oots of underground dance music have grown all over the globe but are rarely witnessed or heared outside the typical classifications between schools, sub or meta genres, leading to the actual misconception of a music drown in a single misused word “electro”. Fortunately talented deejays like Dj Zhao pursue a tradition belonging to the early roots of this music by releasing his mixes to the world and remixing it by giving to hear the best of all five continents. After having released two other volumes, NGOMA 1 & NGOMA 2, here goes NGOMA 3.

“Fusion” is certainly an appropriate word while listening and by reading the the short description riding along the title: Zulu house / Afro Electro / UK Funky / Kizomba / Yoik / Funk Carioca / Dub Techno. Beyond a possible sketch of a concept covering a whole continent, giving the impression to try to put some glue between disparate elements, choice has been carefully made and the mix just flows progressively down your hears revealing new moods, sensations, sounds and horizons. A mix that performs perfectly, by being the sum of all it’s parts and revealing new shapes, such as the cover suggests (Dj Zhao being also a designer) whether you need to chill or move your feets.dj zhao - Ngoma 3 * dj zhao - Ngoma 3. Album cover Dj Zhao * Dj Zhao

Fusion is certainly an important word here to celebrate and illustrate how music can break boundaries, where in other domains this fusion fails slowly and silently. Early underground dance music producers in the U.S. in Chicago for example, the founders of “House Music”, had raised the same concept: music as a strong vector of fusion and unity. Strong in words but also in sounds. Spencer Kincy, aka Gemini had released at that time (1995) a heavy and dry jazzy track on Relief Records called “Le fusion”. Many years ago rumors indicated Larry Heard dropped his carrier to take a job in a bank. Same for Kenny Larkin. He had moved to Los Angeles to become an actor in tv shows after having been victim of a physical aggression in it’s home town, Detroit.
“Kenny Larkin began his musical career in 1990 after serving two years in the U.S. Air Force…” says the Discogs page. Who thought House Music was just a small leaf in the big tree should completely review his idea and listen to that new Kenny Larkin album, Keys, Strings, Tambourines.
A French writer said among other interesting things “Perfection is achieved not when there is nothing more to add, but when there is nothing left to take away.”.
Keys, Strings, Tambourines. Imagine the discussion between Kenny and his best friend: “- How are you going to call it ?…”. I can hear “- Huh ?” when the response fires. Sounds so simple, almost like a joke.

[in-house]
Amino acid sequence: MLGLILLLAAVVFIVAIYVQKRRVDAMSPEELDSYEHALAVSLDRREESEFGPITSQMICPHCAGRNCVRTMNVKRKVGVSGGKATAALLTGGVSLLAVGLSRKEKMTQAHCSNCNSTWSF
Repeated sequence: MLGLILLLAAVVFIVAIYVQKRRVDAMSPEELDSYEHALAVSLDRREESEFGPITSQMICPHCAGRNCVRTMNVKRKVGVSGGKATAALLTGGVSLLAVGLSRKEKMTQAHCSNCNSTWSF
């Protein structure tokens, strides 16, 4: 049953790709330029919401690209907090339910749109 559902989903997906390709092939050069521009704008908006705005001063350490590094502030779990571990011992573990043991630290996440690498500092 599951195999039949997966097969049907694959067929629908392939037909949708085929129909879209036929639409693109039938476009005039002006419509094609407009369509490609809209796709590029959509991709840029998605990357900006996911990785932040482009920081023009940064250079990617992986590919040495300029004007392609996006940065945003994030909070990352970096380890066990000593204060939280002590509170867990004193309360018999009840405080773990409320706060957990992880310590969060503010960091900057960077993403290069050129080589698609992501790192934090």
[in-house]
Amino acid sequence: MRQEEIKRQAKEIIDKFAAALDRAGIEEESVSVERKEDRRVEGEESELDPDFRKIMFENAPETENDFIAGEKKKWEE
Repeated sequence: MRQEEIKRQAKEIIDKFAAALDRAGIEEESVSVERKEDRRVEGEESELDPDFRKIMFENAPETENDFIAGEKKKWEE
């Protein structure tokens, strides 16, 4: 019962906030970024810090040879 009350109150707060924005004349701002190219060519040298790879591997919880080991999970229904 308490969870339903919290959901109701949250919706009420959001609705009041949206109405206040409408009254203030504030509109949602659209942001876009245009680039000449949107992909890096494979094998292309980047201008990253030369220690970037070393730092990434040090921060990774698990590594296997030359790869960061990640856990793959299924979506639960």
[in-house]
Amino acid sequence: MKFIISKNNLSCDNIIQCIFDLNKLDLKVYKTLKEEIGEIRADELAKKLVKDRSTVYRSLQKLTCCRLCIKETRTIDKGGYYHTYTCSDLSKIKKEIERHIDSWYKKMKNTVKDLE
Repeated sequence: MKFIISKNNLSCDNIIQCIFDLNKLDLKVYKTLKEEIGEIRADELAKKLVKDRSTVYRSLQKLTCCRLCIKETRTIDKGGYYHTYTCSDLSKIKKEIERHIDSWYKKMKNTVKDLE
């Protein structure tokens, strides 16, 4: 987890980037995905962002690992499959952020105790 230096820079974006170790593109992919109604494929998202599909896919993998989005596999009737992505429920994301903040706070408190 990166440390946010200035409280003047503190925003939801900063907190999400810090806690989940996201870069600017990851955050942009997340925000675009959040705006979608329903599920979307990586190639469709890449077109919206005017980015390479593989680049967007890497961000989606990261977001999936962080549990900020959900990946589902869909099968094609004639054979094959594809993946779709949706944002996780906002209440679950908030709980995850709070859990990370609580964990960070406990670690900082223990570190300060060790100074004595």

Let’s drive to the cover. A network of straight lines grouped in systems with different levels of grays and positive negative values, suggests various strong and powerful paths. Although these paths may appear massive with those narrow lines inside, evoking the surface of a vinyl, it is balanced with many areas of open space in between. More than a frontal and flat structure these group of lines call for elevation as if looking to an aerial shot of an highway interchange. The only curved shape suggests the “S” letter. It’s upper part has been cut and leads out of the frame. On it’s lower part, it ends in another brighter shape, leading the eye to a brighter and deeper network of shapes. This curved shape is so possibly the entry, the path or connection to two spaces, inner and outer space, connected both through music. Here’s a possible summary of the cover: balance, path and connected spaces.
The album opens on a powerful and sharp starting “Androgenous”, layering each instruments gradually until a few synthetic notes that leads the sound to falling-raising ambiance. The sound is very clear and warm with very few effects.
Next comes “Glob” which is, for me, the best track of the album. A masterpiece of warm beats mixed with moody and melodic combination of sounds that leads, step by step to a very atmospheric and melancholic sound, recognizable over thousands, the sound of Detroit. Detroit, home town, where Kenny Larkin flew several times back to get inspired and work in Carl Craig’s studios, Planet-e.
Among the other tracks I’ll last talk about the track called “Vibin”, an amazing trip, an intangible mixture of deep gospel, african sounds and techno music.
This album reveals itself each time you listen at it more precisely in it’s wide and simple evidence delivering a pure balance between rhythm, melody, between energy and emotion. I have been listening to all Kenny Larkin’s albums since the beginning and this one is certainly his most achieved work, a huge jump forward.
Described on the AMG page as: “Massively influential on British and German, as well as American strains of techno…” you shouldn’t miss that album.